Damielys Duarte/Staff Writer
After years of empty threats from Democrats calling for Trump’s impeachment, the unimaginable has occurred: President Trump was impeached by the House of Representatives.
And by far, this could be the most foolish and time-consuming move our politicians have ever made.
On Wednesday, Dec. 18, Trump was charged with abuse of power and obstruction of Congress and will now face trial in the Senate.
The catch? The Senate is majority Republican and, due to the ambiguous nature of the charges, it’s likely he will come out of trial victorious. Keep in mind, this might have all been in vain since the 2020 presidential elections are literally around the corner.
All of which Democrats knew, and yet they still pursued impeachment. The last four years have been a nightmare with the left fighting for the president’s impeachment from the get-go instead of hunkering down and accepting the process like Republicans did with Barack Obama for eight years.
This only serves as a pristine example of the idleness of politicians who have nothing better to do than waste our time and tax dollars. Instead of worrying about more important things such as the 2020 campaigns, global warming or legislation that improves our nation, Democrats prefer to focus on this fruitless impeachment, no matter how close elections are.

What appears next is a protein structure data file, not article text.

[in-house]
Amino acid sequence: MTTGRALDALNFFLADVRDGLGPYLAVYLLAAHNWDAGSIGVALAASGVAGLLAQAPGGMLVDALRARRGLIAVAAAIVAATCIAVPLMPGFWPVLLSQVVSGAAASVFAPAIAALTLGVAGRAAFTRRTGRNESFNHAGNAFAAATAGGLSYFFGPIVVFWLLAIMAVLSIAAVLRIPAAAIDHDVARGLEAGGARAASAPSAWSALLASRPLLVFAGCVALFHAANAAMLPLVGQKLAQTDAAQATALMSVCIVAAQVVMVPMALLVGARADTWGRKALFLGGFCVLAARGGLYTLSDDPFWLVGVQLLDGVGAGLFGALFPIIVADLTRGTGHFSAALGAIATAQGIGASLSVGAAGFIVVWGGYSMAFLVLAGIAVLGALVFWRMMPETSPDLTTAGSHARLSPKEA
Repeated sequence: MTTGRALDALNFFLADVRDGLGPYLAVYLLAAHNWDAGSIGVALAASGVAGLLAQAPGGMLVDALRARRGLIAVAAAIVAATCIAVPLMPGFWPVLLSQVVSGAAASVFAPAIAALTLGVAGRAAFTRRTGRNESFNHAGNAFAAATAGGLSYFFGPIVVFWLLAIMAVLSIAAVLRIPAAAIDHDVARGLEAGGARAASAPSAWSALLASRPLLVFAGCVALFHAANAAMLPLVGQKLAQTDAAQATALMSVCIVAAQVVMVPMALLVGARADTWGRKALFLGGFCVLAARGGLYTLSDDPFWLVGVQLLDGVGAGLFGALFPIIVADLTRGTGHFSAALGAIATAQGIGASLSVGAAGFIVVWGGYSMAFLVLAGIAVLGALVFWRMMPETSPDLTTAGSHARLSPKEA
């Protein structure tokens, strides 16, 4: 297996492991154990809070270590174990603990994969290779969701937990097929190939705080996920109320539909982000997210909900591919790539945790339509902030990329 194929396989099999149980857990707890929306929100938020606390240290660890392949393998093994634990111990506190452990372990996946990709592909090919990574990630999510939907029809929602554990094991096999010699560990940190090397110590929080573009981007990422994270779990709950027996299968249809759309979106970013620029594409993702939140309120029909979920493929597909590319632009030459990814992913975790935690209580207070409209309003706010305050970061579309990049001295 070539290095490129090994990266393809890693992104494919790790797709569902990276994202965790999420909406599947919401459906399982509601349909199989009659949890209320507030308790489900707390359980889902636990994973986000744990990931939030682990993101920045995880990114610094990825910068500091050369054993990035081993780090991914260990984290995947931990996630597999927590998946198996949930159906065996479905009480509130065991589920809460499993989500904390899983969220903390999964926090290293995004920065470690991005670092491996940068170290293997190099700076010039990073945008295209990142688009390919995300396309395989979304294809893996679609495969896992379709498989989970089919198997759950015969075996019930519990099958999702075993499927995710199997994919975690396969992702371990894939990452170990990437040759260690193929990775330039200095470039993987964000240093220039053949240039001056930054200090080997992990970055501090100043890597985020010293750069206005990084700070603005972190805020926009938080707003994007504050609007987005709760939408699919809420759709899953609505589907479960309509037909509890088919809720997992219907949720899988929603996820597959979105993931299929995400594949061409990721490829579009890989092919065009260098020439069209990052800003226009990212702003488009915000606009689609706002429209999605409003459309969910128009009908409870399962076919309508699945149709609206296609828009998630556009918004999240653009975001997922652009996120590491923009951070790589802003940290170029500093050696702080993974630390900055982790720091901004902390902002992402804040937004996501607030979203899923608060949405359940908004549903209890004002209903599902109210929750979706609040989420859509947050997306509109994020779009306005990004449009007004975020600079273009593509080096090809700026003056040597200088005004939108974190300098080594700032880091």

What many, including the left, don’t understand is, if Trump is impeached, there’s a line of succession to the presidency. Vice President Mike Pence would be next in the White House; although he’s a less bombastic version of his political counterpart, many Americans aren’t sure he’d be a good fit for the presidency.
And since previous presidents have been charged with more heinous crimes and gotten away scot-free, I hardly believe Trump will be the first to ever be officially removed from office.
One recent and notable example is former President Bill Clinton, who lied under oath to a grand jury and was charged with perjury and obstruction of justice. And yet he was acquitted and carried out his full term.
Richard Nixon was known for his involvement in the Watergate scandal despite his many denials and was also charged with obstruction of justice, abuse of power and contempt of Congress, all of which he avoided by resigning from office on August 9, 1974.
What history is proving is that impeachment, although a necessary check and balance for the executive branch, has been useless in removing crime and corruption from the Oval Office. Instead, it has become a political tool used to coerce and undermine the people’s voice. And this has never been more obvious than during Trump’s presidency.
Featured photo from FIU Flickr.
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